The Internet of Things have made our lives so easy and yet so much more complicated. Who knew that we couldn’t live without have a refrigerator that could be programmed from the other side of the country? There has been of course a downside and that is that anything that is connected to the Internet is capable of being hacked and it has led to some major fiascos for some people and companies. We can add a new device that is capable of being hacked and that is the good old fax machine.

A fax machine?

The fax machine is certainly not new. We’ve been using them for decades as a way to send information much quicker than mail. Heck they’re still in use today even though email and private messaging have made its role in society all but obsolete. Part of that may be because a fax machine is a component of the popular all-in-one printer models.

The vulnerability

Researchers have discovered a vulnerability that allows them to exploit protocols dating back to the 1980s that govern the format of a fax. The fax machines are certainly vulnerable as they have no security built into them but have managed to be overlooked until now. What makes this vulnerability more dangerous is that many fax machines are connected to internal corporate and government networks as well as those of numerous private citizens. Banks and the real estate industry still rely heavily on them and in Great Britain the National Health Service still have 9,000 of them in use. Fax machines are also ideal targets as a fax number for any business that has one is very easy to find.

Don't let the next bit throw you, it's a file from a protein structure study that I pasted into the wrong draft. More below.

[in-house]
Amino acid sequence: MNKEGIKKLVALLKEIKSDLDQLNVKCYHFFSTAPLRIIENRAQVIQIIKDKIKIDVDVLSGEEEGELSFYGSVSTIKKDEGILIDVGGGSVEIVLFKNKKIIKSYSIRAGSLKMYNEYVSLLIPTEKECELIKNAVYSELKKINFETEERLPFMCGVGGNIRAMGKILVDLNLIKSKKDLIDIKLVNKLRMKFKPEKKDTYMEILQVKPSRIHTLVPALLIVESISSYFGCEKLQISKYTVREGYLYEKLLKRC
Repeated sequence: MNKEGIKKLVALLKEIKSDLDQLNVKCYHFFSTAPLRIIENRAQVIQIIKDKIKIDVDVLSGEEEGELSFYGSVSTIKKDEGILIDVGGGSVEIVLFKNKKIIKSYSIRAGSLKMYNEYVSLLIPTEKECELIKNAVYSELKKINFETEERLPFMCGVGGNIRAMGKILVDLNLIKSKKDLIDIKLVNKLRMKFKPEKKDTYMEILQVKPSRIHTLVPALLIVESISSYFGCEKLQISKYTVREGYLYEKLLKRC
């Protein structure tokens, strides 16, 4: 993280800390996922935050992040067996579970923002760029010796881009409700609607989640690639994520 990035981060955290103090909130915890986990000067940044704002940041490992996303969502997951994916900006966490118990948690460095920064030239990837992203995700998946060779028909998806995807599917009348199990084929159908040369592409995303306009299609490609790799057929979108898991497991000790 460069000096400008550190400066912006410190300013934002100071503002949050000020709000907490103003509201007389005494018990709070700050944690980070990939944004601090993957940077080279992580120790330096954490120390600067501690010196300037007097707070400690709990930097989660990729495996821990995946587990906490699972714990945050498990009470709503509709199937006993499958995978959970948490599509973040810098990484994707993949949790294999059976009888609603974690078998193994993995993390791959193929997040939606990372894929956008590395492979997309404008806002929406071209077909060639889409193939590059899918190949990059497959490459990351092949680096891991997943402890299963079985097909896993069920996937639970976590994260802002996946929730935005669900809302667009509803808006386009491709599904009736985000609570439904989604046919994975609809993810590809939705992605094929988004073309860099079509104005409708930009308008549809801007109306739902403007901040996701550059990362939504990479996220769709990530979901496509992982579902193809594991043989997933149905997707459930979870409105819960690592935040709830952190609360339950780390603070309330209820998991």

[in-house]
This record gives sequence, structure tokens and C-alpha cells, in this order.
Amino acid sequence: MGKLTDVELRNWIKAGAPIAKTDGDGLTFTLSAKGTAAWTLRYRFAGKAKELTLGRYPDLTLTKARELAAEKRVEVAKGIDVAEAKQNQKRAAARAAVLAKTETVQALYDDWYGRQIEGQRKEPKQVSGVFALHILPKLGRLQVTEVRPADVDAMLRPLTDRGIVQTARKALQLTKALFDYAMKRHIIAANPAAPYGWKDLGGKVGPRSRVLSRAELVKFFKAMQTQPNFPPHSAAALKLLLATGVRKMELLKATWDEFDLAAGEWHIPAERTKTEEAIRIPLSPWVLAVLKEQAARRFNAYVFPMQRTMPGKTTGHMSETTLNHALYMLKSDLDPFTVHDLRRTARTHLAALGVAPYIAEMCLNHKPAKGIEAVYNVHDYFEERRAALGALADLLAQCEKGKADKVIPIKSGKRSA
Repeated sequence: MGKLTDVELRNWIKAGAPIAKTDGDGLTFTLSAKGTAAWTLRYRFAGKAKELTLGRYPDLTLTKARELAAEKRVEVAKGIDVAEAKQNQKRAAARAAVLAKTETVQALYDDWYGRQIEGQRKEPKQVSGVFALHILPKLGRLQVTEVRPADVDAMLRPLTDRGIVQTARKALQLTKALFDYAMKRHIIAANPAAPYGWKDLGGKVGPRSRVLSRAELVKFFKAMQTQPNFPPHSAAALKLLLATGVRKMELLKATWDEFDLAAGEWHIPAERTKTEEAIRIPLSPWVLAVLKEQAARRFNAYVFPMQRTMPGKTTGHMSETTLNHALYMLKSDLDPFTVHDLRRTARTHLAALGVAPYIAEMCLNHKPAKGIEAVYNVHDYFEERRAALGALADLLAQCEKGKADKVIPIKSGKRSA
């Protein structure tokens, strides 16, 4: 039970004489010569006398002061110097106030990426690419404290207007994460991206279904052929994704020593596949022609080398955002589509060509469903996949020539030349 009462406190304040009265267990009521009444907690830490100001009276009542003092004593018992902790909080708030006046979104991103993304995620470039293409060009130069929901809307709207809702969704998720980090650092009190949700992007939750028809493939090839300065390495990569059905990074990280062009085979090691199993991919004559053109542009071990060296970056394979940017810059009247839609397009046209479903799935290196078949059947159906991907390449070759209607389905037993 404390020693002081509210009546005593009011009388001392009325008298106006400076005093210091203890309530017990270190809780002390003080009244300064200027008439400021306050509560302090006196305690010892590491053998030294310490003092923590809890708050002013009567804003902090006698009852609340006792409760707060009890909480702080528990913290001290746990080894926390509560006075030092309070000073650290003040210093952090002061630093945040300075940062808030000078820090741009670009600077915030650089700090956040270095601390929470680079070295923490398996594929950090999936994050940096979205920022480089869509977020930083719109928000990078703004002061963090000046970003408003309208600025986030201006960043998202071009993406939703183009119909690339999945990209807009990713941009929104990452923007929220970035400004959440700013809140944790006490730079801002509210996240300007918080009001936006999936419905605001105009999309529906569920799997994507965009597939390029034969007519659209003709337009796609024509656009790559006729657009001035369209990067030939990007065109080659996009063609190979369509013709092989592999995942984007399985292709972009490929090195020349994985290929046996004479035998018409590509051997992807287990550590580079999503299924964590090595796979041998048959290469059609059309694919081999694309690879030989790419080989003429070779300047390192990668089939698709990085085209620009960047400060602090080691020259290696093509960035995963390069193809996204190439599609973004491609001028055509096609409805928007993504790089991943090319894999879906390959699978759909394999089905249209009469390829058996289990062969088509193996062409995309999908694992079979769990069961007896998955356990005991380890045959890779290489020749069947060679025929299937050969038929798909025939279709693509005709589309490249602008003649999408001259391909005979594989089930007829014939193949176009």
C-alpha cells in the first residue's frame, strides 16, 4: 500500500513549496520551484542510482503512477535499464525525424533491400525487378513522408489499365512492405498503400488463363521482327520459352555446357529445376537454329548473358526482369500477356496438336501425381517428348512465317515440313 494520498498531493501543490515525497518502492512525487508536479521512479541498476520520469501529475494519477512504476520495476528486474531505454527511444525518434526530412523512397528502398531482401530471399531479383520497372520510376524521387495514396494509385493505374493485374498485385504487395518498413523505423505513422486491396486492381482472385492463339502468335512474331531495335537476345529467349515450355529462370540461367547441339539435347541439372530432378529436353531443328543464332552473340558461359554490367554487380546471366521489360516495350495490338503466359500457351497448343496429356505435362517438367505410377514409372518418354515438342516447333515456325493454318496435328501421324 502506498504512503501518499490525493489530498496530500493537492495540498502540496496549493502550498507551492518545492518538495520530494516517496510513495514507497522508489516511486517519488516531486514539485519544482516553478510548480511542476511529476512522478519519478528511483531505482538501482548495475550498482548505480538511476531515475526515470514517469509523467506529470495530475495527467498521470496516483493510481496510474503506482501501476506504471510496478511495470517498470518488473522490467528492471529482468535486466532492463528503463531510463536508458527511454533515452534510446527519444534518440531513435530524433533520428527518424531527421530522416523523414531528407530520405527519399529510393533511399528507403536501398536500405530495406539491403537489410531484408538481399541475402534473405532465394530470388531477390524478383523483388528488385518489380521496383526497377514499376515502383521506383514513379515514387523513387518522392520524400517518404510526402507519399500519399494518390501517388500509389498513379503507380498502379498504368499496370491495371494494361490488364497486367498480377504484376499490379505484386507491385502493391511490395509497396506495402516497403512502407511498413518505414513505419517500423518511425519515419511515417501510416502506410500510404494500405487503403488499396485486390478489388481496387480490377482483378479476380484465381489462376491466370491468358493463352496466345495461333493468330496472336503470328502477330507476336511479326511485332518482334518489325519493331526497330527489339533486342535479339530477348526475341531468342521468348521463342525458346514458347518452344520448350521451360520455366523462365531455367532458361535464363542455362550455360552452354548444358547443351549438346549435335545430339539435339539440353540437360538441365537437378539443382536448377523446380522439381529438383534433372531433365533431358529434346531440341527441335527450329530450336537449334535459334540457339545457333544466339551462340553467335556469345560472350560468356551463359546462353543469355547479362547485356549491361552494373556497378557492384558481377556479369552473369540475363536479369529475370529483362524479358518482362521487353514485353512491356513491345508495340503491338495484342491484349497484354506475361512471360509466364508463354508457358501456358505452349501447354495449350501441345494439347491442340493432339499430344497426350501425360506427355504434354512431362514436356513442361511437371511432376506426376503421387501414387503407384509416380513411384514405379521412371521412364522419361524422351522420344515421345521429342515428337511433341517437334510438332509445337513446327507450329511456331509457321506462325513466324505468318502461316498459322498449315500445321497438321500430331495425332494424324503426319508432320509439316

What happens is that a malicious code is sent to a fax machine in the form of an image. The code allows the hacker to take control of the device giving them a small entry point in a network. With a little bit of work they can then gain access to more of the network.

Found by the good guys

Sounds scary doesn’t it? The good news is that the vulnerabilities were discovered by security researchers in a lab with an HP fax machine and not a criminal. There is no evidence that any fax machine has been compromised and patches have been issued by HP to correct the flaw. Did you apply the patch? If you did not you better had as when this information is made public it alerts the criminal element and many will go in search of vulnerable entities. There was more good news as the researchers, Yaniv Balmas and Eyal Itkin, had to overcome several technical hurdles to hack into a HP Office Jet 6830 all-in-one machine including severely outdated firmware but it was done.

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